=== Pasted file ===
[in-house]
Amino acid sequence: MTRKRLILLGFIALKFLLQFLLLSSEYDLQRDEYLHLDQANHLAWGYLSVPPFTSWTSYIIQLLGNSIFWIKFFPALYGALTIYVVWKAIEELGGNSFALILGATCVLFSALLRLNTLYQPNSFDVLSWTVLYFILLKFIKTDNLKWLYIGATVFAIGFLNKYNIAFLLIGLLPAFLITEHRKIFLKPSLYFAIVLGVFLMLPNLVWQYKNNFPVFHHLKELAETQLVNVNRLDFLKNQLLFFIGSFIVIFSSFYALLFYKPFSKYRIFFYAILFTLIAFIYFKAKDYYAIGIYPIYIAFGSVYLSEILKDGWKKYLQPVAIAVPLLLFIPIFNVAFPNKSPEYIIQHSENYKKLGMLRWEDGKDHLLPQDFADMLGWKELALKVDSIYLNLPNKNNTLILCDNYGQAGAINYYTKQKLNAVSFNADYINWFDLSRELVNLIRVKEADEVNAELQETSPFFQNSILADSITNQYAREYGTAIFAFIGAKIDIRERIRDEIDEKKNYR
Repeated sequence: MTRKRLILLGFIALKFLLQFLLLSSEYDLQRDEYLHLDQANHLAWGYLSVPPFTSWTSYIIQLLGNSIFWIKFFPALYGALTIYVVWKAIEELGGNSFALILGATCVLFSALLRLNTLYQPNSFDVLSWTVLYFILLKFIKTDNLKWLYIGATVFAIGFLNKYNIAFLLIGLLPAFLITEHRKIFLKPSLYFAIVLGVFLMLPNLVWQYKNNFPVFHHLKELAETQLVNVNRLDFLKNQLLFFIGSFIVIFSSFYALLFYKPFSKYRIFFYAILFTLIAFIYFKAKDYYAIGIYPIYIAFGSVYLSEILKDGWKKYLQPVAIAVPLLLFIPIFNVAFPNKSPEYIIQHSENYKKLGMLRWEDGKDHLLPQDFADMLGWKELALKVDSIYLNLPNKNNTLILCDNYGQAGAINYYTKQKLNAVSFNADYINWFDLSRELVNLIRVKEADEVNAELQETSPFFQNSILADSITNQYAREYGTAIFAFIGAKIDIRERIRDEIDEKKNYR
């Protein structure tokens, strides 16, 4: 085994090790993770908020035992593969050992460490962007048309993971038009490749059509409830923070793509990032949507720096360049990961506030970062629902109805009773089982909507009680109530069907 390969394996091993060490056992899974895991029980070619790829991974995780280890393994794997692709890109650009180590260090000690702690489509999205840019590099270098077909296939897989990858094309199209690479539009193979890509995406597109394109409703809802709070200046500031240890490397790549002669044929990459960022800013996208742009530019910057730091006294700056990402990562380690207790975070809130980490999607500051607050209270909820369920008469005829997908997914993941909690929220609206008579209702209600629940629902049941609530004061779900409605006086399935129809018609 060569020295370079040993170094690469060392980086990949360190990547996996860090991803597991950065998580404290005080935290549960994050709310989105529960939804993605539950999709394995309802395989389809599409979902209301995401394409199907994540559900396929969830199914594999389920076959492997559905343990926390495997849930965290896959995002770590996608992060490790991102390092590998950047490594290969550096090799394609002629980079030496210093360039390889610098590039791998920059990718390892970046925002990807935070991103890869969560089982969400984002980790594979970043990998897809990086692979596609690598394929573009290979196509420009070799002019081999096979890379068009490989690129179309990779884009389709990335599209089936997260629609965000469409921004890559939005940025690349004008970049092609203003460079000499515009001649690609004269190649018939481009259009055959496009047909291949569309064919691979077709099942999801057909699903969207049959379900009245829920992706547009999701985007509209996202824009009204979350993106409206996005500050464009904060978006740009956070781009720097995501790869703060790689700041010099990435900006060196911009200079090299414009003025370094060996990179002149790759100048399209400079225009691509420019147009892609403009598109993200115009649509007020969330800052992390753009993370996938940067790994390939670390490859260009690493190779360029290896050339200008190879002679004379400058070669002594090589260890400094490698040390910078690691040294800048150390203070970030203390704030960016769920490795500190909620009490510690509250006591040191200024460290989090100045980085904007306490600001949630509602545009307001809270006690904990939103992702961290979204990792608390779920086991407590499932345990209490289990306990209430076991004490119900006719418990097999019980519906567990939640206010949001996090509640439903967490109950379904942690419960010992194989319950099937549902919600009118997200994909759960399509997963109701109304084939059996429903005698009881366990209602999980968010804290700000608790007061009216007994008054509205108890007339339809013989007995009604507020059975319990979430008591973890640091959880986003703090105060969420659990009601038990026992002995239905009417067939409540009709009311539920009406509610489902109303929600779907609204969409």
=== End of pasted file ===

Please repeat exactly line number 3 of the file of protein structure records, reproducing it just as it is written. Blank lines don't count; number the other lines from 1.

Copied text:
Repeated sequence: MTRKRLILLGFIALKFLLQFLLLSSEYDLQRDEYLHLDQANHLAWGYLSVPPFTSWTSYIIQLLGNSIFWIKFFPALYGALTIYVVWKAIEELGGNSFALILGATCVLFSALLRLNTLYQPNSFDVLSWTVLYFILLKFIKTDNLKWLYIGATVFAIGFLNKYNIAFLLIGLLPAFLITEHRKIFLKPSLYFAIVLGVFLMLPNLVWQYKNNFPVFHHLKELAETQLVNVNRLDFLKNQLLFFIGSFIVIFSSFYALLFYKPFSKYRIFFYAILFTLIAFIYFKAKDYYAIGIYPIYIAFGSVYLSEILKDGWKKYLQPVAIAVPLLLFIPIFNVAFPNKSPEYIIQHSENYKKLGMLRWEDGKDHLLPQDFADMLGWKELALKVDSIYLNLPNKNNTLILCDNYGQAGAINYYTKQKLNAVSFNADYINWFDLSRELVNLIRVKEADEVNAELQETSPFFQNSILADSITNQYAREYGTAIFAFIGAKIDIRERIRDEIDEKKNYR